Vaccine priority groups

The COVID-19 Vaccine Allocation Strategy currently includes 9 priority groups for the vaccine rollout in Ireland.[80]

On 23 February, following the publication of the Government's new revised Living with COVID-19 plan called "The Path Ahead", Minister for Health Stephen Donnelly announced an update to the COVID-19 Vaccine Allocation Strategy with people aged between 16 and 69 who are at very high risk of developing severe COVID-19 moved up the priority list, after the National Public Health Emergency Team endorsed recommendations by the National Immunisation Advisory Committee.[81][82]

On 30 March, Minister for Health Stephen Donnelly announced an update to the COVID-19 Vaccine Allocation Strategy with priority groups being changed to an age-based system after vulnerable people with underlying conditions were vaccinated.[83][84]

Ireland's COVID-19 vaccination programme (January–July 2021)[85]
January–MarchApril–MayMay–July
1.2.3.
  • People aged over 80
  • Frontline healthcare workers
  • People aged over 65 in long-term care facilities
  • People aged 65–79
  • People at high or very high risk
  • Key vaccination workers
  • Other vulnerable groups
  • Everyone aged 18–64
OrderPriority groupProgress
1People aged 65 years and older who are residents of long-term care facilities In progress
2Frontline healthcare workers
3People aged 70 and older
4People aged 16–69 whose medical condition puts them at very high risk of severe disease and death
5People aged 65–69 whose underlying condition puts them at a high risk of severe disease and death
6Other people aged 65–69, other healthcare workers not in direct patient contact, and key workers
7People aged 16–64 whose underlying condition puts them at high risk of severe disease and death
8Residents of long-term care facilities aged 18–64
9People aged 64 years and younger, and people aged 16–64 living or working in crowded settings
55–64 years
45–54 years
35–44 years
25–34 years
16–24 years
10
12–15 years
5–11 years

"People who have an underlying condition that puts them at high risk of severe disease and death" is defined as:[86]

Organisations involved

A High-Level Task Force on COVID-19 Vaccination was established on 11 November 2020 to oversee the roll-out of COVID-19 vaccines in the country once they were approved by the statutory authorities,[87] and to support the Department of Health and Health Service Executive (HSE) to deliver a COVID-19 immunisation programme that meets best practice and provides good governance.[88] The first full meeting of the task force took place on 23 November 2020 and was chaired by Professor Brian MacCraith.[89]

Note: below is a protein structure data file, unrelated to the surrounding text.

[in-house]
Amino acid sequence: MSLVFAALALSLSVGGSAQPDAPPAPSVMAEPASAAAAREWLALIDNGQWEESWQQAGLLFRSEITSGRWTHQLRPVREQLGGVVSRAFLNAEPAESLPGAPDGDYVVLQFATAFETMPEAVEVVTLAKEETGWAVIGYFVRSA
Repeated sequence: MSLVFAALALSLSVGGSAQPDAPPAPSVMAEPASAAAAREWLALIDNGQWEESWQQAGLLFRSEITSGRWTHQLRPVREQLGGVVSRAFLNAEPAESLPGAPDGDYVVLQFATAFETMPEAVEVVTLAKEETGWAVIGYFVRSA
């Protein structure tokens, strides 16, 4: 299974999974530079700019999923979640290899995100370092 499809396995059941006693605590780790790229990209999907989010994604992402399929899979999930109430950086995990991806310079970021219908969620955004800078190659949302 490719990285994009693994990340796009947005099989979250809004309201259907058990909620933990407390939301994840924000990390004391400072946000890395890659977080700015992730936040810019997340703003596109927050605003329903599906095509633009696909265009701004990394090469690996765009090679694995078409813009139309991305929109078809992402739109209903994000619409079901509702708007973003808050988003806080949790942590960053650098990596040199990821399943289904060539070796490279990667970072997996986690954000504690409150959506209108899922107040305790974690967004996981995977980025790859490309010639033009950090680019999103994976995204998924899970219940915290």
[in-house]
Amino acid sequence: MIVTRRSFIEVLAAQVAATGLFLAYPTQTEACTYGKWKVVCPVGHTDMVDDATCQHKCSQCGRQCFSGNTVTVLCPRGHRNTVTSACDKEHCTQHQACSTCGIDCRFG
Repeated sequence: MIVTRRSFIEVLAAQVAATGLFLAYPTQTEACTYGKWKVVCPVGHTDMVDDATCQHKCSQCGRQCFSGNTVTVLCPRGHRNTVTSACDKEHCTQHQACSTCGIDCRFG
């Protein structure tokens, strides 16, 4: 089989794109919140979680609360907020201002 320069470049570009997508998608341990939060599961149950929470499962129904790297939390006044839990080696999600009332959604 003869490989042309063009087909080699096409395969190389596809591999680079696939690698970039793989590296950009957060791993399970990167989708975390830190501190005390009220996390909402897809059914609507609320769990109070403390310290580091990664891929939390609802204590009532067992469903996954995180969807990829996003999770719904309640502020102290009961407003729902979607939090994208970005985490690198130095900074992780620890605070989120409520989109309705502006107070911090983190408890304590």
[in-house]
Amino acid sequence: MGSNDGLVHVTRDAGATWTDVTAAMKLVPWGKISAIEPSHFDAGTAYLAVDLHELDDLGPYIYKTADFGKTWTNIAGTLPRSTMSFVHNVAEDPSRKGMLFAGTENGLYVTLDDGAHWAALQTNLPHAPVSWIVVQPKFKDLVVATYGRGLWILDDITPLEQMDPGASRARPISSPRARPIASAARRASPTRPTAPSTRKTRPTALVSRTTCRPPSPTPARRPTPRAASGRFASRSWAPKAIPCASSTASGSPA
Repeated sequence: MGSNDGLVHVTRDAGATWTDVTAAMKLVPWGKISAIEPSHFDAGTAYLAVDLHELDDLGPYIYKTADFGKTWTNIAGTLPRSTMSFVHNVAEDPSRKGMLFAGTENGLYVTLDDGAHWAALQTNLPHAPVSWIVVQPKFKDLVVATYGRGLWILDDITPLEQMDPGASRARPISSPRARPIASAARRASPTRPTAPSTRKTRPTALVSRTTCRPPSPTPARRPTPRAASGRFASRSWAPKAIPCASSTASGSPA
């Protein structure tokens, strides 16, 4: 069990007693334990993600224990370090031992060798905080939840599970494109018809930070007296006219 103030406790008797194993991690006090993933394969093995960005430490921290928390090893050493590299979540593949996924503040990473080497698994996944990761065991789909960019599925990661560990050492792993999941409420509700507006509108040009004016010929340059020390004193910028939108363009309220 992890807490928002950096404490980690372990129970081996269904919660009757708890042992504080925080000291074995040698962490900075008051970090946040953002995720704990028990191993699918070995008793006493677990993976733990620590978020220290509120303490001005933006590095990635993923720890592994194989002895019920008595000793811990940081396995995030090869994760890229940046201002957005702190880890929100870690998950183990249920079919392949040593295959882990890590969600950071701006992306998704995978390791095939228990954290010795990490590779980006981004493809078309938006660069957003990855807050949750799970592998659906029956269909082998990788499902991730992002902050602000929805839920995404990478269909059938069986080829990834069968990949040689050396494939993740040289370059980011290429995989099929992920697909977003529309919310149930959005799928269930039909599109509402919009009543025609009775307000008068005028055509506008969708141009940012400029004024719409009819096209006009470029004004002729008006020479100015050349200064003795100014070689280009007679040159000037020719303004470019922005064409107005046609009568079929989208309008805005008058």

Members of the High-Level Task Force on COVID-19 Vaccination are made up of senior representatives from the Department of Health, the Health Service Executive, the Health Products Regulatory Authority, the Office of the Government Chief Information Officer, the Office of Government Procurement, IDA Ireland, the Dublin Airport Authority, the Department of Enterprise, Trade and Employment and the Department of the Taoiseach.[90][91][92]

The National Immunisation Advisory Committee (an independent body outside of the HSE) provides expert, evidence-based and impartial guidance about the COVID-19 vaccines to the Chief Medical Officer in the Department of Health.[93][94]

Progress to date

Vaccination status of the Irish population as of 3 March 2022

  Unvaccinated population: ~845,740 people (17.26%)
  Partially vaccinated[a]: 79,134 people (1.61%)
  Fully vaccinated: 3,975,796 people (81.13%)

Total doses administered by vaccine type as of 3 March 2022

  Pfizer–BioNTech (5,908,865) (74.49%)
  Oxford–AstraZeneca (1,204,779) (15.18%)
  Moderna (579,022) (7.29%)
  Janssen J&J (239,343) (3.01%)
Vaccinations figures (Updated weekly)[1]
Date1st dose[b]2nd dose3rd doseTotal vaccinations
31 December 20201,800+[95]
4 January 20214,000[96]
7 January 202115,314[97]
13 January 202177,303[98]
17 January 202194,000[99]
20 January 2021121,900[100]
24 January 2021143,000[101]